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Ratatouille Movie

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NEWS
June 28, 2007 | Susan King, Times Staff Writer
WHEN Brad Bird was brought in to take over "Ratatouille," a new movie about -- sacre bleu! -- a rodent in a five-star Parisian restaurant, he immediately took issue with the rats. They were all wrong. To begin with, they were walking around on two legs. And they had short tails. "They were trying to deratify the rats," Bird said of the animators who were working on the Pixar/Disney film before he came on board.
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ENTERTAINMENT
December 4, 2007 | From the Associated Press
The rodent tale "Ratatouille" leads contenders for the Annie Awards honoring animation, picking up 13 nominations, among them best picture and voice-acting honors for Patton Oswalt, Ian Holm and Janeane Garofalo.
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ENTERTAINMENT
July 4, 2007 | From the Washington Post
We get the box-office concept of the penguin, we do. It's the rat movies we don't get. Penguins can be sweet little buddies struggling to survive in a harsh world ("March of the Penguins"); they can giggle and then dance like Savion Glover ("Happy Feet"). And boy, can they surf ("Surf's Up"). Last weekend brought "Ratatouille," about a rat living in the walls of a Paris bistro who wants to be a chef. Julia Child: rolling in her grave. Perhaps there are other cinematically underserved animals?
ENTERTAINMENT
August 17, 2007 | Gregory Viscusi, Bloomberg News
PARIS -- Remy is an ordinary rat in Paris. Except that he can talk and has dreams of becoming a chef. It's not so surprising: Remy is the star of "Ratatouille," a new animated film. Remy is shown a pest-control shop by his father, who tells him that humans can't be trusted and do nasty things to rodents. To eerie background music and in the light of a street lamp on a wet night, the father points to the scores of dead rats hanging by strings in the window.
ENTERTAINMENT
December 4, 2007 | From the Associated Press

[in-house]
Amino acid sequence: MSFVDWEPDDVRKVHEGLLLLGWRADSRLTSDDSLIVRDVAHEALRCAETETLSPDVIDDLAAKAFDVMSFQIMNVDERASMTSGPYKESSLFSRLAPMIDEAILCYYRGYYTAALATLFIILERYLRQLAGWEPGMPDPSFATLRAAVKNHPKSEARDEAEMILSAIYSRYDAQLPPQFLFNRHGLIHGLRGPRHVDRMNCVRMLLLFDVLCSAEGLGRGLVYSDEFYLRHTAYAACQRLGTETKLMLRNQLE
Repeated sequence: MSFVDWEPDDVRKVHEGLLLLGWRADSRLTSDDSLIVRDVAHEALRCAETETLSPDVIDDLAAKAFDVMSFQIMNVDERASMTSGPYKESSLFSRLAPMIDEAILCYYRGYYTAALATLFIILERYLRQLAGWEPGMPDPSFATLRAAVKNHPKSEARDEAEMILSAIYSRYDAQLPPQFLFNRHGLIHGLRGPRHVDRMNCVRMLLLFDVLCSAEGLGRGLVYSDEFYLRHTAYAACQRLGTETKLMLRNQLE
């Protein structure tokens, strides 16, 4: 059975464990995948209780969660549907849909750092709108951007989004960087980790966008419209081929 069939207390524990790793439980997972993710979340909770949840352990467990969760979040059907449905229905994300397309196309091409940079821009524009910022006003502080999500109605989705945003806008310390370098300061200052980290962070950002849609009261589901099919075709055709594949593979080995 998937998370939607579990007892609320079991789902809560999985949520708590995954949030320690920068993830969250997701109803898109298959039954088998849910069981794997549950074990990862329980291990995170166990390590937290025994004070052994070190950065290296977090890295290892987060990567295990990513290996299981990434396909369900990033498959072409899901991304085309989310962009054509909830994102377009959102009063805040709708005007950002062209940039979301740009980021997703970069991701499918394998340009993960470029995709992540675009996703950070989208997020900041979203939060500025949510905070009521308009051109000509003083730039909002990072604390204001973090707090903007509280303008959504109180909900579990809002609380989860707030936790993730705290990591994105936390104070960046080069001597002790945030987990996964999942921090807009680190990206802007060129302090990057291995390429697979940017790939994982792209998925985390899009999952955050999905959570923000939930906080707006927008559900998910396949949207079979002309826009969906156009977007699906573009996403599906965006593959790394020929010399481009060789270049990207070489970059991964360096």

The rodent tale "Ratatouille" leads contenders for the Annie Awards honoring animation, picking up 13 nominations, among them best picture and voice-acting honors for Patton Oswalt, Ian Holm and Janeane Garofalo.
ENTERTAINMENT
June 29, 2007 | Susan King, Times Staff Writer
Show up and be yourself -- and get paid to do it. That's the job description Patton Oswalt accepted when he was cast as the lead voice in the new Pixar/Disney film, "Ratatouille." The film revolves around a rat named Remy (Oswalt) who dreams of becoming a master chef at a five-star restaurant in Paris. The voice of Remy had been difficult to cast, but then one day writer-director Brad Bird heard a routine of Oswalt's on the radio. "I was talking about the Black Angus Steak House....
ENTERTAINMENT
August 17, 2007 | Gregory Viscusi, Bloomberg News
PARIS -- Remy is an ordinary rat in Paris. Except that he can talk and has dreams of becoming a chef. It's not so surprising: Remy is the star of "Ratatouille," a new animated film. Remy is shown a pest-control shop by his father, who tells him that humans can't be trusted and do nasty things to rodents. To eerie background music and in the light of a street lamp on a wet night, the father points to the scores of dead rats hanging by strings in the window.
FOOD
August 1, 2007 | Laurie Winer, Special to The Times
SOMETHING fresh happens onscreen in "No Reservations," the newest in that newly burgeoning genre, American foodie cinema, and it's not the sea bass poached in a court bouillon with sautéed batonnet of carrots and zucchini (though that fish with vegetables cut into baton shapes looks pretty fresh). Beyond the batonnet, viewers may discern a sea change in the way moviemakers are portraying a now glamorous profession (or hobby). After an awkward and self-conscious start ("Spanglish" anybody?
ENTERTAINMENT
July 4, 2007 | From the Washington Post
We get the box-office concept of the penguin, we do. It's the rat movies we don't get. Penguins can be sweet little buddies struggling to survive in a harsh world ("March of the Penguins"); they can giggle and then dance like Savion Glover ("Happy Feet"). And boy, can they surf ("Surf's Up"). Last weekend brought "Ratatouille," about a rat living in the walls of a Paris bistro who wants to be a chef. Julia Child: rolling in her grave. Perhaps there are other cinematically underserved animals?
ENTERTAINMENT
June 29, 2007 | Susan King, Times Staff Writer
Show up and be yourself -- and get paid to do it. That's the job description Patton Oswalt accepted when he was cast as the lead voice in the new Pixar/Disney film, "Ratatouille." The film revolves around a rat named Remy (Oswalt) who dreams of becoming a master chef at a five-star restaurant in Paris. The voice of Remy had been difficult to cast, but then one day writer-director Brad Bird heard a routine of Oswalt's on the radio. "I was talking about the Black Angus Steak House....
NEWS
June 28, 2007 | Susan King, Times Staff Writer
WHEN Brad Bird was brought in to take over "Ratatouille," a new movie about -- sacre bleu! -- a rodent in a five-star Parisian restaurant, he immediately took issue with the rats. They were all wrong. To begin with, they were walking around on two legs. And they had short tails. "They were trying to deratify the rats," Bird said of the animators who were working on the Pixar/Disney film before he came on board.
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